Island Revival: Barbados has a new Head of State – and a new lease of life

26 Aug 2022 | Updated on: 27 Sep 2022 |By Lauren Romano

It’s only the size of the Isle of Wight yet packs so much charm that 40 per cent of tourists are return visitors. As Barbados continues its journey as an independent Republic, there’s a celebratory mood

When Prime Minister Mia Mottley swept to power in 2018 with the largest majority in Barbadian history, she decided to set about cutting the country’s lingering colonial ties. For the first time since declaring independence from the UK in 1966, Barbados announced that it would be changing its Head of State from HM the Queen to the island’s governor-general, Dame Sandra Mason, who was sworn into office in November 2021. Change was in the air beyond parliamentary buildings, too. After a year that decimated the tourism industry – which accounts for around 40 per cent of GDP in Barbados – travellers began to return. Many of them were regulars who come back season after season, and it’s not difficult to see why.

The sun-drenched, sugar-cane studded speck of an island might only be small – it takes just an hour to drive the length of the country – but what it lacks in size it more than makes up for in personality. Barbados has a big heart: one that beats to the rhythm of calypso beats. As the birthplace of rum, life is savoured slowly, much like the syrupy smooth liquor served at the island’s cluster of convivial cocktail shacks.

Temperatures here flit between the mid-20s and low-30s all year round, and a constant breeze blows thanks to the trade winds, one of the lengthiest uninterrupted passages of wind on the planet, carrying Saharan dust to Barbados’ coral shores. And then there are the beaches. More than 80 of them, which ring the coastline in a stencil of rose-tinged, alabaster sand.

According to the Caribbean Tourism Organisation, Barbados is the most revisited island in the West Indies, with as many as 40 per cent of visitors returning. Hardly surprising given the fact that many of the country’s hotels have a knack for delivering that elusive home-from-home familiarity. None more so than Coral Reef Club.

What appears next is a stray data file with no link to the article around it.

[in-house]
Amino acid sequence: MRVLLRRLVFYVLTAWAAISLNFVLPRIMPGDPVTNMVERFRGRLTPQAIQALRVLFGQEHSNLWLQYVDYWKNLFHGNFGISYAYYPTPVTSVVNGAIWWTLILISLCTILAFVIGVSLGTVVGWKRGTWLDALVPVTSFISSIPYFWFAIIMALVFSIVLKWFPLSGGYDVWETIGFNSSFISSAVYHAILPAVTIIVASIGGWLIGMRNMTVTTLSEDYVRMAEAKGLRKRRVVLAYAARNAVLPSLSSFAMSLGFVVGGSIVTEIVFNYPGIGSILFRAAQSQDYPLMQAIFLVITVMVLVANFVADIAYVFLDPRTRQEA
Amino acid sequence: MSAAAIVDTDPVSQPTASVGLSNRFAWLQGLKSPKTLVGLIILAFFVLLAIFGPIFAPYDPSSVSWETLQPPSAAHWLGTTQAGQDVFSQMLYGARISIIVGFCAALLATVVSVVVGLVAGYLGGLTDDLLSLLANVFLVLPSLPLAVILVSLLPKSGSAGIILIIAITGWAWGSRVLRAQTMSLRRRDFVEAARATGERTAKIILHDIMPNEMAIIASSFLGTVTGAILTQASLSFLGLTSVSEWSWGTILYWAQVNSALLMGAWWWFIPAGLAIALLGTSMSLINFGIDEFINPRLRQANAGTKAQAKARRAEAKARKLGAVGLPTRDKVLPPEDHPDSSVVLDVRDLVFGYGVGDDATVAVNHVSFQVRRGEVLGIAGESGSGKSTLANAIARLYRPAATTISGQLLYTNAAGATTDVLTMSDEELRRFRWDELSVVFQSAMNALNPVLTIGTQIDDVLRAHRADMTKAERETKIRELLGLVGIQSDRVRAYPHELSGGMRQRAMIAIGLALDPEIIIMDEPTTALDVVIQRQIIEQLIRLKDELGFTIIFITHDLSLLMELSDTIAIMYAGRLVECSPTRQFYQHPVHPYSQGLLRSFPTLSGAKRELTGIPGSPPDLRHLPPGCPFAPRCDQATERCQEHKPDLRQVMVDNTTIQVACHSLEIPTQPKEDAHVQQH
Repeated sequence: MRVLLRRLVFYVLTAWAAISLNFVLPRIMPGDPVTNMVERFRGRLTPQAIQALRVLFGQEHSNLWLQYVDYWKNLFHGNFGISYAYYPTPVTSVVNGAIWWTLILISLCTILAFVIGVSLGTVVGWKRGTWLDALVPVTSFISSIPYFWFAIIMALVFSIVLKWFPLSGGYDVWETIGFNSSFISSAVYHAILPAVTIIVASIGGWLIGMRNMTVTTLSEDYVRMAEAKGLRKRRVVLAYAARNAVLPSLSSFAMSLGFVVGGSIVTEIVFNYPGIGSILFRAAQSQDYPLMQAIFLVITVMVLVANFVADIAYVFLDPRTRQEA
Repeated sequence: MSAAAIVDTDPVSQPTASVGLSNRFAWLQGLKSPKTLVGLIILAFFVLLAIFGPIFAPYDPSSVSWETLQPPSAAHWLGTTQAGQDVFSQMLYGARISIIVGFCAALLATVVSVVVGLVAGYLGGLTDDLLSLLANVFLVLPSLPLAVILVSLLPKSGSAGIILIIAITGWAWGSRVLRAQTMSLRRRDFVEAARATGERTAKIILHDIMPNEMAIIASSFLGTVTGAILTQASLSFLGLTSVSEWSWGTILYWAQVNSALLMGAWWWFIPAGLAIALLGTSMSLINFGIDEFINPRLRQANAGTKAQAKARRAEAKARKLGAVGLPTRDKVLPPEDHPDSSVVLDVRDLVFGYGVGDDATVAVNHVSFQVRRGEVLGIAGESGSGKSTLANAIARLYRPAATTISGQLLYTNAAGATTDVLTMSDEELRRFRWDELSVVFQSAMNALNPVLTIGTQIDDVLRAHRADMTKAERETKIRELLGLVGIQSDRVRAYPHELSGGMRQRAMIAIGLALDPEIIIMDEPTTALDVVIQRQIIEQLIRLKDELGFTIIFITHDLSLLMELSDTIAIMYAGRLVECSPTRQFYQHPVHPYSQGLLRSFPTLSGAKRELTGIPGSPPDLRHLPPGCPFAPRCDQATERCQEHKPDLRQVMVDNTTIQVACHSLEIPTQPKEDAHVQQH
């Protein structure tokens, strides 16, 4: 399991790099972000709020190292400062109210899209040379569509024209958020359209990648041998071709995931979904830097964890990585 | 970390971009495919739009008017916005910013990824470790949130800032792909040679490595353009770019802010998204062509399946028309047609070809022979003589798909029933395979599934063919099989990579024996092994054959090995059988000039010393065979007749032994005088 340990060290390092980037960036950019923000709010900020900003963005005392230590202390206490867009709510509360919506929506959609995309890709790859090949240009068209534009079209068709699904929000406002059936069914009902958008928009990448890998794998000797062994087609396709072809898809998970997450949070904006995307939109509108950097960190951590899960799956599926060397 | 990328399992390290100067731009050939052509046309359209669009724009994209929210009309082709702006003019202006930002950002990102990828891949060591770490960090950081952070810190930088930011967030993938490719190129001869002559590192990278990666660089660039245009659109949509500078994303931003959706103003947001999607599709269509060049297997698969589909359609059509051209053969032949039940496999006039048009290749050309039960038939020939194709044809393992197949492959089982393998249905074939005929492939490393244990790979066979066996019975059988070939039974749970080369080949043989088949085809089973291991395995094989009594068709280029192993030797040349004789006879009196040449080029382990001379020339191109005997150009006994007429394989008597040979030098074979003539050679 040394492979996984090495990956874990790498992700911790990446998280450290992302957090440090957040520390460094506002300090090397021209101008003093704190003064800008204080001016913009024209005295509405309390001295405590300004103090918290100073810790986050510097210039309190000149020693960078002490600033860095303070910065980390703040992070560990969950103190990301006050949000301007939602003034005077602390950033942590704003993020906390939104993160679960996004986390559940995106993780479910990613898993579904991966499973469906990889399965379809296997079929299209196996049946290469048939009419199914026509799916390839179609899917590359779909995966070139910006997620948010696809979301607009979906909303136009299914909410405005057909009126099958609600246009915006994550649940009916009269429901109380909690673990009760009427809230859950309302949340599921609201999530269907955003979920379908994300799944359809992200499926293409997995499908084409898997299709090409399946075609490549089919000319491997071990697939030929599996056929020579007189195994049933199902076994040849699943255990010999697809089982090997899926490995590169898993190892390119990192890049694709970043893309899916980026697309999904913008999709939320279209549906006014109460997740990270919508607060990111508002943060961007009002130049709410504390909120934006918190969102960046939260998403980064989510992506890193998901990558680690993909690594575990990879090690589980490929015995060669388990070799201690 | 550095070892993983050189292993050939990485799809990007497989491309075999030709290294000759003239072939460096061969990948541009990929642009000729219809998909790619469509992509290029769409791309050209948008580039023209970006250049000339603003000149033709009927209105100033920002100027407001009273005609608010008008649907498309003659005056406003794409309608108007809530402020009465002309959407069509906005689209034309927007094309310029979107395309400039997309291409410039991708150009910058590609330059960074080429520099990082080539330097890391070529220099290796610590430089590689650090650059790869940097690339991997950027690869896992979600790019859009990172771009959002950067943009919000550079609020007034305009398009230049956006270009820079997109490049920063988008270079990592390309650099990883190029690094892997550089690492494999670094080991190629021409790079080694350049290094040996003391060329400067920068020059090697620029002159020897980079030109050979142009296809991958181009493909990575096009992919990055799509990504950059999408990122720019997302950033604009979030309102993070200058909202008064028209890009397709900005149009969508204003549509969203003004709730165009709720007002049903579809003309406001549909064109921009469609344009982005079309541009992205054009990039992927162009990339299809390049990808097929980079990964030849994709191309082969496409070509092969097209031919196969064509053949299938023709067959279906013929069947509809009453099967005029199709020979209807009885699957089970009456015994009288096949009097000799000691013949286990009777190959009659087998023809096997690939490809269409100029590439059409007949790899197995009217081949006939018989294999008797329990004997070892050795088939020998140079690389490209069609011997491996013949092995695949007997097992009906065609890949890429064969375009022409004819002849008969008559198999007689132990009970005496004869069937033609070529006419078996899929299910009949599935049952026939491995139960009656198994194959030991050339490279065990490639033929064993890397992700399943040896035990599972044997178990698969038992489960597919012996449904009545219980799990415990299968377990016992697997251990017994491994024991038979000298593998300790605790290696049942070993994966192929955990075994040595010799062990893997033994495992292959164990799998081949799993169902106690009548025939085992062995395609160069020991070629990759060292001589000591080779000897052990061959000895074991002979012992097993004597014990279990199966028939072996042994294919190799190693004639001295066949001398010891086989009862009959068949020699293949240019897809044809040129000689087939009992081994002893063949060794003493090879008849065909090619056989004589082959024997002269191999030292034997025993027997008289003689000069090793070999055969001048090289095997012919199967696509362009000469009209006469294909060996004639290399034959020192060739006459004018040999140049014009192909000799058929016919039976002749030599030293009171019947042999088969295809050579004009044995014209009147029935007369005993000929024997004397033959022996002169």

There’s an easy, understated glamour to the place, situated in Saint James on the western reaches of the island. Run by the O’Haras for more than 50 years (Budge and Cynthia O’Hara came on honeymoon here in 1952 and never left), the family are the ultimate hosts and continue to welcome guests to their villa for cocktails every Monday night, as they have done since 1960.

Charming, old-school hospitality aside, it’s the serene setting that keeps guests coming back. Ensconced in 12 acres of lush tropical gardens, where hummingbirds dart between boughs, and overlooking a sparkling bay, Coral Reef Club exudes a sense of tranquillity. There are 88 rooms, cottages and villas dotted about, decked out with tactile wicker furniture, canopy beds, coral stone walls and a calming palette of white, cream and pops of blue that echo the sapphire seas.

To make the most of the panoramic views, book one of the Plantation Suites, which come with an open sun deck and plunge pool. At Coral Reef Club, the sounds of calypso, reggae and jazz surf on the breeze nightly from the open-air bar. The hotel’s Thursday evening barbecues are particularly legendary – think freshly-caught fish lining the racks, served with a side of limbo dancing.

Shake off your sore head (and back) the next morning with a gentle stroll through the bountiful tropical grounds. Bougainvillea, frangipani and mahogany trees line the way to the sea, where you can seek shade under the spindly, spaghetti-like fronds of casuarina that fringe the beach. You won’t be able to resist the crystal clear waters for long, and there’s a whole host of water sports to help while away the hours, from kayaking to paddle boarding and snorkelling.

Keen divers can head in search of the subterranean shipwrecks scattered up and down the west coast (the bioluminescent water makes for perfect night diving), while anyone interested in conservation can sign up to volunteer at the Barbados Sea Turtle Project next door. Outside the hotel grounds, there are bustling markets, 17th-century plantation houses, and underground caverns dripping with stalactites to explore.

You could pay a visit to St Nicholas Abbey, a Jacobean-style mansion turned rum distillery, or play a round of golf at the Royal Westmoreland championship course nearby. Or you could just stay put at Coral Reef Club and unwind at the spa, complete with an outdoor hydro pool and shaded cabanas for post-treatment relaxation.

The winds of change might be stirring in Barbados but some things remain the same. The country has always known how to enjoy itself and make visitors feel at home. If in doubt, say yes to that rum punch, and you’ll ease into the spirit of island life in no time at all.

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